Europe's stocks outperforming

Line chart showing the total return performance comparison of the equal-weighted S&P 500 in blue and the MSCI EMU Index in orange starting the end of 2022.

Source: Charles Schwab, Bloomberg data as of 9/6/2023.

EMU = European Monetary Union (Eurozone). Both indexes measured in US dollars. Indexes are unmanaged, do not incur management fees, costs and expenses, and cannot be invested in directly. Past performance is no guarantee of future results.

Sentiment matters

In contrast to the U.S., where an upbeat growth outlook by investors supports an above average multiple on earnings (price-to-earnings ratio) for the S&P 500 Index, investors in Europe have been valuing European stocks in the STOXX 600 Index well below the long-term average. The low earnings multiple indicates that investors have been expecting weaker earnings compared to history and the United States.

Big difference in valuations

Line chart displays the price-to-earnings ratios and the 10 year average of the ratios for the S&P 500 and the STOXX 600 Indexes from September 2022 to the present.

Source: Charles Schwab, FactSet data as of 9/6/2023.

Notably, eurozone economic sentiment by investors tracked by Sentix is currently dismal, with the confidence index near recessionary lows in August. Global investors are no more cheerful. According to Bank of America's most recent monthly survey in August, the net percentage of fund managers expecting European stock markets to weaken over the coming months climbed to 71%. This suggests any improvement in confidence could provide lift to European stocks.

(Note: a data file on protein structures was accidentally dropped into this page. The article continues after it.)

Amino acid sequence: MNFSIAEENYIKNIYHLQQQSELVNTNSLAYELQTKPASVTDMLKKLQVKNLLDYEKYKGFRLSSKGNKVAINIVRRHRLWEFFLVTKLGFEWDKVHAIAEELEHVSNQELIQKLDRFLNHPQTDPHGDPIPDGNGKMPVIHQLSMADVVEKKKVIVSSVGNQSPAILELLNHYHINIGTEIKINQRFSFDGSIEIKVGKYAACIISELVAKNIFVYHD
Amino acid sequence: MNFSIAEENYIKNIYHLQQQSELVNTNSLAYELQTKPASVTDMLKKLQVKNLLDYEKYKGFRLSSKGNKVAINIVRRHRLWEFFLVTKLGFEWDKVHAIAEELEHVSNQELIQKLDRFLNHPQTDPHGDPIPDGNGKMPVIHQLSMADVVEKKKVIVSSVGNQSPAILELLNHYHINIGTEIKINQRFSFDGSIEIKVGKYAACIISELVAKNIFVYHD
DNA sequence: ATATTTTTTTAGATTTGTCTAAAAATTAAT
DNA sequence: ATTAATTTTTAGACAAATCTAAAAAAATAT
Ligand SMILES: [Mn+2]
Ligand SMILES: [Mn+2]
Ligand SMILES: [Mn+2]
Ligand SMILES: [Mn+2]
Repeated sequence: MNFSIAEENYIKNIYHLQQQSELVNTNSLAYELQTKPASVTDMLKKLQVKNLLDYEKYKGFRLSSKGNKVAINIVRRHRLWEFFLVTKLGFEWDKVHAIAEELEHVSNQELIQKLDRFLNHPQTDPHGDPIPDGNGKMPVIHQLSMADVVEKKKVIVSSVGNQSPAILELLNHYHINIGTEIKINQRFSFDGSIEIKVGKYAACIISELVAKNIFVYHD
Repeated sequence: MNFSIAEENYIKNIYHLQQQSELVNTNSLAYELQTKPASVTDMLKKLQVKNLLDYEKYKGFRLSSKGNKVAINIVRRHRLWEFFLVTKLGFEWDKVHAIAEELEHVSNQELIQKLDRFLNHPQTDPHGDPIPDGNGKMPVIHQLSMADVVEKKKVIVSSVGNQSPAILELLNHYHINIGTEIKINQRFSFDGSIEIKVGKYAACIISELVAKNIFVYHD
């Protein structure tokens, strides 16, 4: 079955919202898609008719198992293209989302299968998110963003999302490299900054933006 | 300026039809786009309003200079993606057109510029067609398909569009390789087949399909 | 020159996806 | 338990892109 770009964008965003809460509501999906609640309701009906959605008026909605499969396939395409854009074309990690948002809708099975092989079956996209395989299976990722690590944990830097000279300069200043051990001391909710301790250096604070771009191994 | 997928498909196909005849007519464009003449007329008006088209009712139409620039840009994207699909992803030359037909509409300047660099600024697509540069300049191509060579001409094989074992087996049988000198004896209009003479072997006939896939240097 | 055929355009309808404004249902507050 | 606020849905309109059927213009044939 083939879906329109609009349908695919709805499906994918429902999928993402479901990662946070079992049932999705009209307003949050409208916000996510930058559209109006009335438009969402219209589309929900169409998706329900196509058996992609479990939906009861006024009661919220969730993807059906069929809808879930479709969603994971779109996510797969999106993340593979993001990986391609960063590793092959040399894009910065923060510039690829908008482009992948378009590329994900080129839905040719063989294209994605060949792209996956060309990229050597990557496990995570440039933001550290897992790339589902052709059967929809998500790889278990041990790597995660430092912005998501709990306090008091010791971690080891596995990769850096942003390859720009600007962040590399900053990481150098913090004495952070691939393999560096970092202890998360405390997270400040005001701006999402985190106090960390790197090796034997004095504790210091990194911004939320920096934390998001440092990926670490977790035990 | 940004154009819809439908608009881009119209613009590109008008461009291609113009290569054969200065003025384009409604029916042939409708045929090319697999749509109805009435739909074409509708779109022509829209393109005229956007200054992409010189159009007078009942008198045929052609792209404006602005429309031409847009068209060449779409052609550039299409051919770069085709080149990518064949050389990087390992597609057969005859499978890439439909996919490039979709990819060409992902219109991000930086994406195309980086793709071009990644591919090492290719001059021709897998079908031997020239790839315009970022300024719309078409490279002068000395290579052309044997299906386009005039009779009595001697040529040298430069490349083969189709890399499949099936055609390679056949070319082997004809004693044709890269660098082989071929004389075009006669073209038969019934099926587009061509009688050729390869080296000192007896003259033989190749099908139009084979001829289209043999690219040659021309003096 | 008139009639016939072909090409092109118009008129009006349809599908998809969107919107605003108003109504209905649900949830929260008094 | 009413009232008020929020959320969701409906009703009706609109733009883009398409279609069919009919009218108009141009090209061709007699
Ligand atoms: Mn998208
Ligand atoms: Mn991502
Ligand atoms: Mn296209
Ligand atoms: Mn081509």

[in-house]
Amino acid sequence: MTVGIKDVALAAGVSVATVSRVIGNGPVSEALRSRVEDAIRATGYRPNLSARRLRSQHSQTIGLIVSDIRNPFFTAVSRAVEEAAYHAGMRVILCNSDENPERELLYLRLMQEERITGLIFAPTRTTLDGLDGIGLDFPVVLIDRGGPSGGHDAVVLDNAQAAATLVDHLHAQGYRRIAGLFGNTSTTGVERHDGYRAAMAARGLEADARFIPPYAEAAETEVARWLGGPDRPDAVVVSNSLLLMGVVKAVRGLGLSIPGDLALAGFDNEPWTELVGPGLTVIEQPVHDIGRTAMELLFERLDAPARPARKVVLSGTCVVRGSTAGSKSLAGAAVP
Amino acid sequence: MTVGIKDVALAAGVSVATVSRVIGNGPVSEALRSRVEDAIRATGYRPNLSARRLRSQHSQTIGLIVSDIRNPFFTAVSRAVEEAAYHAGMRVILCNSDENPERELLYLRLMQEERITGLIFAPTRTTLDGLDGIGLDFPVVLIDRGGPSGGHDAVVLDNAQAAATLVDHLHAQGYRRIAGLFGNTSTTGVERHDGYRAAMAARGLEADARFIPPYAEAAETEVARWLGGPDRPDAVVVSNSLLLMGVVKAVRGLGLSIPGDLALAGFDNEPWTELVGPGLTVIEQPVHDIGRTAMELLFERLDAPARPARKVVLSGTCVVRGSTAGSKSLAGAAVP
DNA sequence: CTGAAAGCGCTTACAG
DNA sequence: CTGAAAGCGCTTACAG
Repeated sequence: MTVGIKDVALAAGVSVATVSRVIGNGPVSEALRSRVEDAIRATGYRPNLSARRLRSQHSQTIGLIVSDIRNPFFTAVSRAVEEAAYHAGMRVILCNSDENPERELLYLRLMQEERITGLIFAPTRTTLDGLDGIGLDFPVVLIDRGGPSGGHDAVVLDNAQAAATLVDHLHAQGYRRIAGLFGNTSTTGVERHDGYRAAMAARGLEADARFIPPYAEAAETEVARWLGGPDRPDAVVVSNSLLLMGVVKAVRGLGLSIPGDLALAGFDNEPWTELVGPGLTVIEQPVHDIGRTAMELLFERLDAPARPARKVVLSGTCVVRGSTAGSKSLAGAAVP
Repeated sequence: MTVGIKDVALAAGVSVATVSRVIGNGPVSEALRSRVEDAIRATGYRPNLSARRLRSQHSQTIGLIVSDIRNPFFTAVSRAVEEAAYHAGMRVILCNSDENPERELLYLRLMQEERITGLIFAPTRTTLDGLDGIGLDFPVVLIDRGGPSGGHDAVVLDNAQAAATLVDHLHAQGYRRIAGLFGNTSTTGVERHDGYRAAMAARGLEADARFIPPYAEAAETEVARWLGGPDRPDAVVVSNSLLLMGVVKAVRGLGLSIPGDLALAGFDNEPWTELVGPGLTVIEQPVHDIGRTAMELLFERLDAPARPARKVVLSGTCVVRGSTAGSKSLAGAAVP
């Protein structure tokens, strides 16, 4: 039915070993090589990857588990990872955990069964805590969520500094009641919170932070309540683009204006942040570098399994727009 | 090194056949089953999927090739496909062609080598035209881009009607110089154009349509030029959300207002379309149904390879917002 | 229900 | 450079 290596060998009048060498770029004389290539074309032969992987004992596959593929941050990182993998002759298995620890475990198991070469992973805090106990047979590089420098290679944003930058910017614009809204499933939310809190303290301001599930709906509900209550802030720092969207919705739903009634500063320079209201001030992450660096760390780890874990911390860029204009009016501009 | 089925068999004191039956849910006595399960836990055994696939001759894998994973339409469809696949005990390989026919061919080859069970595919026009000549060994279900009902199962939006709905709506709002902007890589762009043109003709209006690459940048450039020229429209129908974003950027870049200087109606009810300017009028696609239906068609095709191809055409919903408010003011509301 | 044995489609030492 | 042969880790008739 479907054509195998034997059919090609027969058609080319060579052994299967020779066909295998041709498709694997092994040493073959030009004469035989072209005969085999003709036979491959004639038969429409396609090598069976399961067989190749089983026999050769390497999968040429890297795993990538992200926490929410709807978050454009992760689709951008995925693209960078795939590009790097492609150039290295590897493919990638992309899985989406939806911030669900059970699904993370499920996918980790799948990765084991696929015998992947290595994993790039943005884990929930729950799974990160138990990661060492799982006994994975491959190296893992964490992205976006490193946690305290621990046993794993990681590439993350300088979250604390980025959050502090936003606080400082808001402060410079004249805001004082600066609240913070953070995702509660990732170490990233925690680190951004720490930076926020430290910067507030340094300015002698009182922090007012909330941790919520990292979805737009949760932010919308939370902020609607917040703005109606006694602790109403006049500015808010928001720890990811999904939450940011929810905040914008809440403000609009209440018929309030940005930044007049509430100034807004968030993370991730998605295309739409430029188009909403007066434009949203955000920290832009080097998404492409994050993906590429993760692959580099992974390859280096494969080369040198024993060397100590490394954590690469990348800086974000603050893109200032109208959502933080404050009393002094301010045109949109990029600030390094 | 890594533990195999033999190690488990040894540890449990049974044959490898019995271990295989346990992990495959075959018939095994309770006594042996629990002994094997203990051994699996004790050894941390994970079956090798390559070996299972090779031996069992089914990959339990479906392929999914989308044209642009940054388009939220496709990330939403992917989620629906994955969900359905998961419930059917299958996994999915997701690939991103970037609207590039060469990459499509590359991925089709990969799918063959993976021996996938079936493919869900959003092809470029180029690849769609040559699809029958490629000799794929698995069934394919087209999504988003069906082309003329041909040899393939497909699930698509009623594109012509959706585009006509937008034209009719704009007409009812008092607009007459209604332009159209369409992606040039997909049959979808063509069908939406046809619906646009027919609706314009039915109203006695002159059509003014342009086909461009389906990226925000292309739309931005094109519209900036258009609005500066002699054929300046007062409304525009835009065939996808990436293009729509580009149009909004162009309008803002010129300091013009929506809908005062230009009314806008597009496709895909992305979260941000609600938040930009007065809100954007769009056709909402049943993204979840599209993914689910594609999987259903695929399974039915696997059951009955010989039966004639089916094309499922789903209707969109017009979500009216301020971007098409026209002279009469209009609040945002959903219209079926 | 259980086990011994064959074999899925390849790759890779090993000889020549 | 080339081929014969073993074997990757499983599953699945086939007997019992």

Investors' economic outlook for the Eurozone

Line chart of Eurozone Economic Confidence Index from 2003 through present.

Source: Charles Schwab, Sentix Behavioral Indices, Bloomberg data as of 9/8/2023.

Investor expectations for eurozone growth may already be so low that negative surprises are now expected and no longer seem to hurt stock prices. Investors willing to look beyond the current weakness could start to drive up price-to-earnings ratios from these depressed levels as they anticipate the next upswing. Counterintuitively, a catalyst could include more disappointing economic data if that data were considered weak enough to persuade the European Central Bank to halt its unwinding of quantitative easing that began in March and start cutting interest rates. Other developments that could be seen by investors as catalysts for Europe's next economic upswing could also include effective stimulus in China, a rebound in European consumer spending as rapid disinflation pushes up real incomes, or restoration of the grain deal between Russia and Ukraine helping to ease food prices that are currently the largest component of overall eurozone inflation.  

Michelle Gibley, CFA®, Director of International Research, and Heather O'Leary, Senior Global Investment Research Analyst, contributed to this report.